One particularly horrific nightmare takes place on the section of I-80 that crosses over an enormous quarry. It's so massively deep, you can't see the bottom, no matter how hard you stretch your neck as you're zooming over. In the dream, I spin out, and my van teeters on the edge, dangling but swaying in a way that I know means we are going over, and nothing I can do will save me or my children. The entire dream consists of me looking back into their eyes, reaching for their hands as we start to fall, and calming the panic that is trying to make me pass out. And I repeat, "I love you. I LOVE YOU. I love you..." I can feel the acceptance of the knowledge that this is how my children's last moments on Earth will be, and all I can do is try to make it peaceful...

~

Corinne has a tendency to ask me deep questions. Shit, all of my kids have that tendency. The main ones being "Why are we HERE?" and "What happens when we die?" These questions are usually asked at the most convenient times possible, i.e. in the van as we're pulling up to a sporting activity. 

My answer to the former is, as always, that we are here to love each other. End of story. We are not alive to build skyscrapers or create "masterpieces"; we do not exist to worship deities or "change the world." We exist simply to love. I know that when I die, I will hold this truth in my heart; I have loved many, I have loved fully, and I have been loved in return. What more can anyone ask? 

My answer to the latter is, as always, that nothing in the natural world ever ceases to exist. It just changes. Trees become logs that burn and become ash; it floats away with the wind, lands on the Earth, and becomes nutrients in the soil so that new trees may grow again. Boulders become sand, and glaciers melt into the oceans. Everything on Earth becomes something else, including energy. Why then would anyone think that the energy that fuels the human heart would ever cease to exist? Just because we cannot fully comprehend what it is exactly that happens when our hearts create their final beats, doesn't mean that the answer to the most existential question is "A Void of Nothingness."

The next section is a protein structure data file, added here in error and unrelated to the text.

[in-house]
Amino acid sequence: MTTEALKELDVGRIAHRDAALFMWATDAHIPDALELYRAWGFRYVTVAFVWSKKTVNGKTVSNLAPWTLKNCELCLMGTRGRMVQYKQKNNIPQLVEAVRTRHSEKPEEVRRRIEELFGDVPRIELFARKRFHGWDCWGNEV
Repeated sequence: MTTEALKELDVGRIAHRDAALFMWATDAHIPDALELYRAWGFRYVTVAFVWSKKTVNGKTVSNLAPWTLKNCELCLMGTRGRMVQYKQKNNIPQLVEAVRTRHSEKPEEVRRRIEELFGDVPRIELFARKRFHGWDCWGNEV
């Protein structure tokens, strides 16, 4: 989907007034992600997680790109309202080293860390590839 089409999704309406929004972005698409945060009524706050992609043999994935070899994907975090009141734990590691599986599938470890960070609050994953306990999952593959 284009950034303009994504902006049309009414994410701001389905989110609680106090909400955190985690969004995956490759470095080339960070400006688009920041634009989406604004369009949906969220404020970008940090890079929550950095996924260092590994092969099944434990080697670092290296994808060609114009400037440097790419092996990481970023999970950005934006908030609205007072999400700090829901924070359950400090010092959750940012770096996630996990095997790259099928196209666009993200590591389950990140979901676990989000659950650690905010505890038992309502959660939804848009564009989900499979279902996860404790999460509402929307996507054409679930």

~

Justin did some shopping for me at WalMart yesterday. He hopped back in the van and said that the one item he couldn't find were the molds for the popsicles I wanted to make at home. "I asked TWO workers, and no one could find them! They think they sold out because they were such a great price."

I told him it was ok. We could figure out a different way to craft the frozen yogurts I was going to make for my dad. Justin loves to cook, and was giving me ideas on different foods to test that are high in protein to help my father build back some of his weight. The idea of him trying to cope with the potential upcoming chemotherapy without even a bit of strength doesn't seem possible. I explained to Justin how important it was for me to do something, ANYthing, for my dad; "And I really just want him to be able to enjoy eating again. Everything tastes bad for him and he just can't palate it. He has to put on weight.... I just want to do something for him, and this is all I can do..." 

I am constantly amazed at how quickly I can go from "ok" to choked up and unable to breathe. Knowing that this tiny little thing I am able to "do" isn't going to make any real difference in my dad's terminal outcome feels like I am looking back at my children in my van dream again. All I can do is look at him and say "I love you. I LOVE YOU. I love you..." But it's not enough. 




Sunday, June 05, 2016

Do This Parenting Thing. Trust Me.

I know that not all of my parenting choices are perfect, but there are a few decisions I've made that I can confirm are Fantastic. One of the best ideas I've ever had was to take each child on a special Mother-Child trip when they turned 10.

Why ten? 10 year olds are still "kids" and enjoy much of the innocence and wonder in the world of childhood. Not quite pre-teens with all of the hormones and angst that arises from the struggles of growing up, 10 year olds are kind of a perfect mix of little kid and big kid.

It's a sweet spot.